Responsible Sourcing – Global perspective - KPMG Australia
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Responsible Sourcing – Global perspective

Responsible Sourcing – Global perspective

Responsible sourcing has moved from being a fringe topic to a serious board-level issue that can impact share price and consumer demand. Now customers and shareholders consider businesses responsible for every step of their supply chain. This shift stems from visibility of incidents such as the Rana Plaza collapse, and the role of social media in giving customers a voice.


Global Head, KPMG Business & Human Rights Network

KPMG Australia


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The social impacts in a supply chain start with the sourcing of raw materials and ends with their disposal. The complexities faced at every step were discussed at KPMG and Sedex’s 2017 Responsible Sourcing Conference in Sydney. Opening keynote presenters – Jonathan Ivelaw-Chapman, CEO, Sedex, and Sally Freeman, Partner in Charge, Risk Consulting, KPMG – exemplified how important responsible sourcing is for businesses today. Here are some of their key discussion points.

1. Data mining and technology increase transparency

Data is now central to supply chain management. It can be collected through self-assessment and audit on what happened in a particular factory at a particular time.

However, Ivelaw-Chapman acknowledged that while this is useful for an audit, the real challenge is to start using data to predict and mitigate the identified risks. By combining 14 years of empirical data with analytics, Sedex can identify whether a risk has been seen before, predict future risks, and identify where an organisation’s main interventions should be.

Along with geolocation (GPS) technology that can validate whether or not a company’s auditor attended the correct site over a specific timeframe, or can identify that goods are not being manufactured by a shadow factory, data means you can now monitor your suppliers continuously.

“With smartphone technology and blockchain, companies have fewer excuses for being hoodwinked today,” Ivelaw-Chapman said.

2. Audits as a starting point

Compliance fatigue is a major issue for suppliers and buyers, partly due to the oversupply of protocols and standards. Partners such as KPMG can help companies choose the right mix from more than 200 existing supply chain related standards. While Sedex is standard agnostic, it is contributing to the development of professional standards for social compliance auditors.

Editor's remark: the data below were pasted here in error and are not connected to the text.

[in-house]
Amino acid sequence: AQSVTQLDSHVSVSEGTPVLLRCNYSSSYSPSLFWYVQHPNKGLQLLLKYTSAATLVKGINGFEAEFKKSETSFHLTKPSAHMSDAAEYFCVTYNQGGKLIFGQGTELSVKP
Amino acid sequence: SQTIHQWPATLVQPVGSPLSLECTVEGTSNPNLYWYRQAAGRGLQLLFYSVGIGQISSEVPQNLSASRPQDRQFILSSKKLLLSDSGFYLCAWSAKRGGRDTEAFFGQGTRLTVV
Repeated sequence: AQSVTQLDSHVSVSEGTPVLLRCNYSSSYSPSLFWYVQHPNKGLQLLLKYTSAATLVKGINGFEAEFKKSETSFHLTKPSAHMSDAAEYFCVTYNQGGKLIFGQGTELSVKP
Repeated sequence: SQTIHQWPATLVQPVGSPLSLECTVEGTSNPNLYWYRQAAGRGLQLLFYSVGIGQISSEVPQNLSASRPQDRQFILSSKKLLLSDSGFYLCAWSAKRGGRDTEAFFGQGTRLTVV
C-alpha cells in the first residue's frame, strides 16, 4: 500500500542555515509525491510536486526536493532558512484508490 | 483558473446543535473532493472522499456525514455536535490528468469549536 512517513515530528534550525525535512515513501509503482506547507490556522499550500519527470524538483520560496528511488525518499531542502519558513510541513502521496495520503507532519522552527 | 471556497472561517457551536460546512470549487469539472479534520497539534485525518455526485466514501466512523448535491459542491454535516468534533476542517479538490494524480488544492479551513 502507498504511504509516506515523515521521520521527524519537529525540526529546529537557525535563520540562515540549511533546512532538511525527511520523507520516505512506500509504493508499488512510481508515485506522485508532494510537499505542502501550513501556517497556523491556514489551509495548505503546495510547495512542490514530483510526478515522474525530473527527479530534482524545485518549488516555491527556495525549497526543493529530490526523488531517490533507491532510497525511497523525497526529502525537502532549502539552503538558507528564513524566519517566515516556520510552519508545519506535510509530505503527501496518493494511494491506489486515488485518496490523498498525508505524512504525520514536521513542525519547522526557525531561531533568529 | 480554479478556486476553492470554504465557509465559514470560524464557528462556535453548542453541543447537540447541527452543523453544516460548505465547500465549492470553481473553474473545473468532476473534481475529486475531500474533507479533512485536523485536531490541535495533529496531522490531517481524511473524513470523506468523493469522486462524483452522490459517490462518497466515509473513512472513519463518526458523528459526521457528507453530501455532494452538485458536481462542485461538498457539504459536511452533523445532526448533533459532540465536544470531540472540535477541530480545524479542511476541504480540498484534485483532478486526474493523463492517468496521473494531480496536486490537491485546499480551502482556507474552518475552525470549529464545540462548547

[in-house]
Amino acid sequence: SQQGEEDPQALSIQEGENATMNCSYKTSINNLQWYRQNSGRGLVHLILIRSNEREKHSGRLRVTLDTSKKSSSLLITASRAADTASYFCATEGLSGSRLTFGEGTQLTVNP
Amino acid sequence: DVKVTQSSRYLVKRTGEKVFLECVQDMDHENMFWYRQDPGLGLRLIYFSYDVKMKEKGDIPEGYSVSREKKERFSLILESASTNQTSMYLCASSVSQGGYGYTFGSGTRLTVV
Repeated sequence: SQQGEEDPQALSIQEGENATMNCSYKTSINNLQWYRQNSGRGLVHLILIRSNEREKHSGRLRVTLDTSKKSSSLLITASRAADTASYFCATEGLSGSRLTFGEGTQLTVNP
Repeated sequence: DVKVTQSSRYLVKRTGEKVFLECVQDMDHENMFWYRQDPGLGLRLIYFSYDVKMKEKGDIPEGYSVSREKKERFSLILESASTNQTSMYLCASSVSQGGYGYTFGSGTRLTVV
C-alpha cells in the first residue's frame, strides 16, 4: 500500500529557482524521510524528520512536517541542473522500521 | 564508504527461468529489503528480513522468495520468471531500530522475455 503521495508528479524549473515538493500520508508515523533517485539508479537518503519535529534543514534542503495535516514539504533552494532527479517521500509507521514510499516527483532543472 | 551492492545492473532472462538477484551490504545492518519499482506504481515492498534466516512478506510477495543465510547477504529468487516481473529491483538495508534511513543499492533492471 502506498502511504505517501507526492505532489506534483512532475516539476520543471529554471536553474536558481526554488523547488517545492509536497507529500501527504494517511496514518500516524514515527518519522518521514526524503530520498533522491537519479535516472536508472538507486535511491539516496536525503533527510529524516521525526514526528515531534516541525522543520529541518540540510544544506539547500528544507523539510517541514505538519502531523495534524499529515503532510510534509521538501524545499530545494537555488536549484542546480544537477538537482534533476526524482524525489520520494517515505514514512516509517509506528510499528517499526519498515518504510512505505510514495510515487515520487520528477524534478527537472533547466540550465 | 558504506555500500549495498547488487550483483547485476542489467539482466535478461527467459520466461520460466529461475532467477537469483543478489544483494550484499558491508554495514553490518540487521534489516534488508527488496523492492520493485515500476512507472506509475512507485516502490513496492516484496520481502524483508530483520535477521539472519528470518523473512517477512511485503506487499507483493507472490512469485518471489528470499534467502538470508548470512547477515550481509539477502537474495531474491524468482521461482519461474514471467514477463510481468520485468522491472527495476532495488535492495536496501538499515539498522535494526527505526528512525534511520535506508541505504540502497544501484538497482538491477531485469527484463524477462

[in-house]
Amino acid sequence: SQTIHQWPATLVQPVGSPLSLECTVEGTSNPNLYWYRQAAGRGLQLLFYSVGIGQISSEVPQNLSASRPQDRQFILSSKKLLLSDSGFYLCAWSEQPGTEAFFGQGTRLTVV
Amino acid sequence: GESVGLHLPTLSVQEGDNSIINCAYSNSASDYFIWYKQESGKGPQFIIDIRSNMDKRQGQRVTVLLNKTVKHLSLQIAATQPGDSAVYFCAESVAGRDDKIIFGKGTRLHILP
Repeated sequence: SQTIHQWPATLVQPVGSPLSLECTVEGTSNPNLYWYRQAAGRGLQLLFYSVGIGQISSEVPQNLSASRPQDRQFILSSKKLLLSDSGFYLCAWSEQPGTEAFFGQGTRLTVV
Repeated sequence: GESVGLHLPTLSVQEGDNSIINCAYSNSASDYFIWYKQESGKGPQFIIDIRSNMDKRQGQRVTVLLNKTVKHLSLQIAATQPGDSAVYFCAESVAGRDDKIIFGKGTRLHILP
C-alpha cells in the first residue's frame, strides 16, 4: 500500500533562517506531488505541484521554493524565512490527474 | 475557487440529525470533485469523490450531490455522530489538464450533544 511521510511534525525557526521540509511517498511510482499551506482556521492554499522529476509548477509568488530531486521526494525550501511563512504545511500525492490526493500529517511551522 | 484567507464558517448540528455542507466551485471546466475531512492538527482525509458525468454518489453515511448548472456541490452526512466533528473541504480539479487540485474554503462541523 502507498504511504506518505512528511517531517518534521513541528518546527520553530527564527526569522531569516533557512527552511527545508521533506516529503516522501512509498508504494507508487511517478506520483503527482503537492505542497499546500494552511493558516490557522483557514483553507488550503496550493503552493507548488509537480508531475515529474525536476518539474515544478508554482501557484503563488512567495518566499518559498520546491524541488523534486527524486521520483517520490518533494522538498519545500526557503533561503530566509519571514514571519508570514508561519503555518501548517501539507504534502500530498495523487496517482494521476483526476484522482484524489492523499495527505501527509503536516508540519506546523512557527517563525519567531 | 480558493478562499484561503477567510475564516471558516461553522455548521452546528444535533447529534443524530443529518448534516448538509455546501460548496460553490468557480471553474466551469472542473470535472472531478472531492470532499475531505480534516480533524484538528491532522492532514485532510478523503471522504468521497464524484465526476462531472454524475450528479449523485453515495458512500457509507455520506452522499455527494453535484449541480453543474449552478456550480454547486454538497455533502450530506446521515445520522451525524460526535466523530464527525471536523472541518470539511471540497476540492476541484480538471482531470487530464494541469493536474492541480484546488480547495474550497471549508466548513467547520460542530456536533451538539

3. Global supply chain discussion

The conference featured a discussion on the complexities of monitoring global supply chains, which included Amanda Steele, Managing Director of Asset Services, CBRE; Walter Lin, Operations Director China, Sedex; and Kevin Franklin, Senior Vice President, Elevate. The panel discussion was hosted by Richard Boele, Partner, Human Rights and Social Impact, KPMG.

Boele asked what leading global practice in terms of responsible sourcing looked like. The panel agreed that it was about real world experience and not just numbers on paper.

Amanda Steele said a push towards responsible sourcing in CBRE hadn’t come from head office in the US; it came from large tenants and landlords that demanded their offices were managed to their own social responsibility standards as well as the relevant OHS metrics.

Gen Y companies like Google had also been instrumental in pushing CBRE. Steele said Google’s global commitment meant CBRE had to be on top of anything they committed to.

“That means we rarely wait for country legislation. Instead we monitor international standards so we stay ahead,” she said.

Steele added that while CBRE can’t say there are no problems in their supply chain, they are very clear around what they procure in high-risk areas such as cleaners and security.

“Our back offices in India are audited to ensure they meet global human rights standards. And even the cleaning firms of those offices are traceable. Our commitments to preventing human trafficking and slavery have to extend all the way through the supply chain.”